Union flag protest: Legal challenge brought against police
- 1 February 2013
- From the section Northern Ireland
A nationalist resident cleared the first stage in a High Court challenge to ongoing loyalist flag protests on Friday.
He was granted leave to seek a judicial review over claims that police are allowing illegal marches every week from east Belfast to the city centre.
The resident brought the challenge against the PSNI and the Secretary of State Theresa Villiers.
Loyalist demonstrations have been ongoing since 3 December 2012.
The judge was told that the Catholic neighbourhood where the man who brought the challenge lives is "being besieged in a situation which has turned the law on its head".
Barrister Karen Quinlivan QC said: "It's our case that the police response has effectively facilitated and encouraged a wholesale bypass of the legislative scheme put in place by parliament to deal with contentious parades in Northern Ireland."
Emergency proceedings were brought over demonstrations being held every Saturday since the decision in December to restrict the flying of the union flag at City Hall.
Violence has flared as loyalist protesters pass the Short Strand enclave en route to their destination.
The resident was granted anonymity at the start of the hearing.
His case centres on a claim that the weekly flag protest to and from City Hall is an unauthorised parade.
Under the terms of the Public Processions (NI) Act 1998, established following major disorder across Northern Ireland linked to the Drumcree dispute, notification of parades must be given to the Parades Commission.
Claiming the legislation was being repeatedly violated, Ms Quinlivan contended: "This is not confined to the issue of those engaged in violence.
"Every single participant in that march is engaged in illegal activity. Every single participant ought to be arrested and prosecuted for breach of the legislation."
She questioned why no action was being taken against organisers appearing on television shows and in the press.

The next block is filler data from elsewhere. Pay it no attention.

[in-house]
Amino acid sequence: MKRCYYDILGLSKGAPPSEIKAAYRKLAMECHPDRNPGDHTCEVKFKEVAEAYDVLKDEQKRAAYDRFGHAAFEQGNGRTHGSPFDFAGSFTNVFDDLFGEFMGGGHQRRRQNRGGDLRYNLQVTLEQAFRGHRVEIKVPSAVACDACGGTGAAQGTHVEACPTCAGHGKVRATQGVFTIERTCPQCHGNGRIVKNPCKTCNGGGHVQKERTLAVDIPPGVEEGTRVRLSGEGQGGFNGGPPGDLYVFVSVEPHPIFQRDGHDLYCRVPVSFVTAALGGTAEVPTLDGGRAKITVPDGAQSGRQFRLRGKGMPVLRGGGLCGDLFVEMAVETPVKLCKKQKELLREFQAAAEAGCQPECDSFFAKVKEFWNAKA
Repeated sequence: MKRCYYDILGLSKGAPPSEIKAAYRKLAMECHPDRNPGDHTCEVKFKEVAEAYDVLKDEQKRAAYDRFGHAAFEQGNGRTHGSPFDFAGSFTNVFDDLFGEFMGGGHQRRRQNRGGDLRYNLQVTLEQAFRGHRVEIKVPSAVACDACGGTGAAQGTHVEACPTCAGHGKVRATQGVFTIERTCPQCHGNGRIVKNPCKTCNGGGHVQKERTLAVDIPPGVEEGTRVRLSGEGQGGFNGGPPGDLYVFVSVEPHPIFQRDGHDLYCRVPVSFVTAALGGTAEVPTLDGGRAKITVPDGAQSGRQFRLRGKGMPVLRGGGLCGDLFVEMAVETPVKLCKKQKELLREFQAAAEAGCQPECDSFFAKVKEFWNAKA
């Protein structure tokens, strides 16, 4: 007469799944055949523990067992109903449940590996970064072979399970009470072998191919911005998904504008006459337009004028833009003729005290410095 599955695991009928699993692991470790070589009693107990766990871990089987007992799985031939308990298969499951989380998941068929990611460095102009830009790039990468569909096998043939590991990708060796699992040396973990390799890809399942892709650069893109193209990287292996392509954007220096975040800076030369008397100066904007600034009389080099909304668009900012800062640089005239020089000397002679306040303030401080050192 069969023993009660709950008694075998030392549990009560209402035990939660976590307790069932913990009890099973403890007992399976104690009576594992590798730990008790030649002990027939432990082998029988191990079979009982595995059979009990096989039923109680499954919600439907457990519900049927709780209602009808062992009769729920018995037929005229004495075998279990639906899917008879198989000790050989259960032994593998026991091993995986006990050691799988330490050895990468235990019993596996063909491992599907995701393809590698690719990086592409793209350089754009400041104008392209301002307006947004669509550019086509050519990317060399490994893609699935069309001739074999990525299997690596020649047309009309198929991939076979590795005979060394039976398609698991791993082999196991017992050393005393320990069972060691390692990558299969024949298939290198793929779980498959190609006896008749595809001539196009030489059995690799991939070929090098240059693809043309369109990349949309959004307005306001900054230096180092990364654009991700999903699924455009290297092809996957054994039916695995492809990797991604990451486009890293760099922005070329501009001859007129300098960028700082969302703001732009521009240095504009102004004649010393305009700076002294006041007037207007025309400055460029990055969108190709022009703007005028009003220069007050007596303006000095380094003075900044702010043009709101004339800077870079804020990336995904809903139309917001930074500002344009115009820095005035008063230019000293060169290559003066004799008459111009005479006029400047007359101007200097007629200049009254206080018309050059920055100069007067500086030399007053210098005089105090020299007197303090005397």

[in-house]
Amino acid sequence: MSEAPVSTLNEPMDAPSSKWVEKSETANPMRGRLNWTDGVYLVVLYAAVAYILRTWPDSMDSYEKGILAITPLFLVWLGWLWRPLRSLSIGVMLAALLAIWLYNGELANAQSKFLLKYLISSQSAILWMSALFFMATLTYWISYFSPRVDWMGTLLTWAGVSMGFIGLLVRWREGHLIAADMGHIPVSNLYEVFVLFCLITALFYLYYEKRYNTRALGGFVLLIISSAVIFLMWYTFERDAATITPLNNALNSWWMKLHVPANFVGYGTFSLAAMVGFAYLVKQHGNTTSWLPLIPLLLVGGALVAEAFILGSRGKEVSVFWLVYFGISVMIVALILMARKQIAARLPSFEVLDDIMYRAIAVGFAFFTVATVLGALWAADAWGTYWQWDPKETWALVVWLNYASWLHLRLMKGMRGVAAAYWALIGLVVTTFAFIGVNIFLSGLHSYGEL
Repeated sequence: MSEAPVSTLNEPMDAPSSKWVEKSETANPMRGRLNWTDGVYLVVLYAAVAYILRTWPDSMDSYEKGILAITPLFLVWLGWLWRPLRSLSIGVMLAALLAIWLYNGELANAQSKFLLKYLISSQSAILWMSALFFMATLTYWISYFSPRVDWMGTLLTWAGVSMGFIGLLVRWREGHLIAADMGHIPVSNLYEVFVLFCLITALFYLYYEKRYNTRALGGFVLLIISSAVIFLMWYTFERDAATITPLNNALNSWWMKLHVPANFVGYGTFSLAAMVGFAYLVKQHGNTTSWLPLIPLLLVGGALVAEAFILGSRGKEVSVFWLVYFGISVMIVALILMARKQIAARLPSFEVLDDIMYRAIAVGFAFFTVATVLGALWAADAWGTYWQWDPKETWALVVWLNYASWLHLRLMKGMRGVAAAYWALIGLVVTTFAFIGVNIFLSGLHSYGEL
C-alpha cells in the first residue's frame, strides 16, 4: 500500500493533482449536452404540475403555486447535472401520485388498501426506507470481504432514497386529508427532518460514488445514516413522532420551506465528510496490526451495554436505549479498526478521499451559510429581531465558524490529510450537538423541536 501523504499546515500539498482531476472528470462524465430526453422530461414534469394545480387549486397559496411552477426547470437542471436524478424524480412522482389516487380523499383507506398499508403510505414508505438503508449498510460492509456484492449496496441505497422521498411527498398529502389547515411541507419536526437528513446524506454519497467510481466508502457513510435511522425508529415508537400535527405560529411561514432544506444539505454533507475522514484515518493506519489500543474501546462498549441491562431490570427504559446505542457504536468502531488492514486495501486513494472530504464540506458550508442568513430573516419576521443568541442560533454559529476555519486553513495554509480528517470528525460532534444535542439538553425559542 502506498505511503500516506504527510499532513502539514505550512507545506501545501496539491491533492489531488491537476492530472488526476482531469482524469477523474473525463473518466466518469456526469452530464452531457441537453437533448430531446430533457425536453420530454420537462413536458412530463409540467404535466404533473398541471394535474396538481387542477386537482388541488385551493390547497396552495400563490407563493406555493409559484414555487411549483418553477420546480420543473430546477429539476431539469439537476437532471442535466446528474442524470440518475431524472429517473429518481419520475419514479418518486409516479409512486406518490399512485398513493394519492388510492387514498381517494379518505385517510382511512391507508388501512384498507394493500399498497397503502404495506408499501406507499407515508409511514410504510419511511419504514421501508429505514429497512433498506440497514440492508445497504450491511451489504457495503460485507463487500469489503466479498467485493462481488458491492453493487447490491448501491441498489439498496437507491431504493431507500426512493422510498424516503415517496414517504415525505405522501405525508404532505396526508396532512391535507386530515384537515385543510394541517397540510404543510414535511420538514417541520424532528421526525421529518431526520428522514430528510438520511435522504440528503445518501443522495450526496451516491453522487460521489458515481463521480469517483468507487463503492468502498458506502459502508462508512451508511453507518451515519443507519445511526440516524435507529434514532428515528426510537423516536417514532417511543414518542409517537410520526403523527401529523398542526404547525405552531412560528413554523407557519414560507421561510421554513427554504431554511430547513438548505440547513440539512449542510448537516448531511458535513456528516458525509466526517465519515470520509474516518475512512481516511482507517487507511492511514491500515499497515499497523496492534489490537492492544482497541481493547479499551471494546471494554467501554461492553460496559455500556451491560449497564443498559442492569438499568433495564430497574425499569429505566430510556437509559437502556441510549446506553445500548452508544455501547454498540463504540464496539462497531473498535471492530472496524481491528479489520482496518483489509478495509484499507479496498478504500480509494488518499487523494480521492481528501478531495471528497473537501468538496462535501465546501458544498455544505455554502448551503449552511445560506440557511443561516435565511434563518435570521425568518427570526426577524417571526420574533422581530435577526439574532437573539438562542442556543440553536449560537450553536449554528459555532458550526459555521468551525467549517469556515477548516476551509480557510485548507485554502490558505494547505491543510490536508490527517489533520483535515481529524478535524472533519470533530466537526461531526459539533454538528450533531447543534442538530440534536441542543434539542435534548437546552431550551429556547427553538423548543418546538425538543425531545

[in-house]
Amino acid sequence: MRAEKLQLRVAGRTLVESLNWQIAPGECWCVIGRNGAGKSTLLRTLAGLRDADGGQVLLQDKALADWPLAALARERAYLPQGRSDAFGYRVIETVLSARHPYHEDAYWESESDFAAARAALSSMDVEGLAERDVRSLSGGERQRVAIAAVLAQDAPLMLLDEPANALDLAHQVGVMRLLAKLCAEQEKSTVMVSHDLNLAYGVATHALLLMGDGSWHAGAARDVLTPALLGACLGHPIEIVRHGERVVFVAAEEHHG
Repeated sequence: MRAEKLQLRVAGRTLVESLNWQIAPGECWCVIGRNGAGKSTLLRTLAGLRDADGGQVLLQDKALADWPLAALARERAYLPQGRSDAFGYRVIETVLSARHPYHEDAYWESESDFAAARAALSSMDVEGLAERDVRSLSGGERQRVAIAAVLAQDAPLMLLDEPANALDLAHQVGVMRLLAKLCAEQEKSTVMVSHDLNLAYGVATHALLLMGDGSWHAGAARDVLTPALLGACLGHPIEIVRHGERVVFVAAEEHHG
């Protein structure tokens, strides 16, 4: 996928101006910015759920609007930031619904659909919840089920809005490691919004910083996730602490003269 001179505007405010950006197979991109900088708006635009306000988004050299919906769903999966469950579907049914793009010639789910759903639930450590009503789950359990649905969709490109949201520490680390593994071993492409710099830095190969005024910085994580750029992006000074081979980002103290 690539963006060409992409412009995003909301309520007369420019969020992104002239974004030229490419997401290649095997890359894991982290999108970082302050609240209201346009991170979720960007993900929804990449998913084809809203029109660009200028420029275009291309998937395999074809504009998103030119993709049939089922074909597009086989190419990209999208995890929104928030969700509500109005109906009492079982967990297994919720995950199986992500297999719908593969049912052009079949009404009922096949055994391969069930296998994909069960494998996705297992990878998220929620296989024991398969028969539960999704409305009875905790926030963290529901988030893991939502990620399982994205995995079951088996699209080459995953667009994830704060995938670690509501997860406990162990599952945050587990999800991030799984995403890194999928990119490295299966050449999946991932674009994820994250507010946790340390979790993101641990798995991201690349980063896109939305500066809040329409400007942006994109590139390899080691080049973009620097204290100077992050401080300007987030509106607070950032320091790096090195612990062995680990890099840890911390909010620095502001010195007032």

"It's one thing for loyalists to flout the law, it's another thing for the police to facilitate that," the barrister argued.
Ms Quinlivan further submitted that her client's right to privacy was being violated by the protests, arguing that police have an obligation to offer protection.
Secretary of State Theresa Villiers has been drawn into the case due to her alleged failure to exercise powers to prohibit public processions.
At one stage in the hearing, Mr Justice Treacy questioned the timing of seeking a judicial review.
Pointing out that the situation appeared to be improving, he expressed concern that court proceedings could be counter-productive.
But Ms Quinlivan replied that evidence shows things are getting worse rather than better.
"People are feeling more and more besieged, people are feeling more and more threatened," she said.
The barrister referred to a statement from Sinn Fein Councillor Niall O'Donnghaile, who attended court along with party colleague Alex Maskey, which claimed Short Strand residents feel unsupported by police.
Tony McGleenan QC, responding for the PSNI and secretary of state, argued that the challenge fell outside the governing legislation because no prior notification of demonstrations has been given to the Parades Commission.
He stressed, however, there has been a "gargantuan" operational effort to deal with trouble linked to the flag protests.
"It's quite wrong to say the police are turning a blind eye to illegality and facilitating public disorder," he said.
"Police have devoted massive resources in dealing with difficulties since December 3."
He confirmed that 128 officers have been injured during the violence.
Police have made 181 arrests, with 128 of those charged with offences.
Mr McGleenan added: "I say the court should show a degree of deference to operational decisions made by police in those circumstances."
However, Mr Justice Treacy ruled that an arguable case had been established against both the PSNI and secretary of state.
He granted leave to apply for a judicial review and listed the case for a full two-day hearing beginning on 16 April.
Although the judge acknowledged his decision was no indication of the final outcome, he said: "This case does raise important points both in relation to the obligations on the PSNI and also on the secretary of state."
Loyalist street demonstrations have been taking place since Belfast City Council voted to limit the number of days the union flag is flown at Belfast City Hall.
The majority of the street demonstrations have passed without incident, but some have resulted in serious rioting.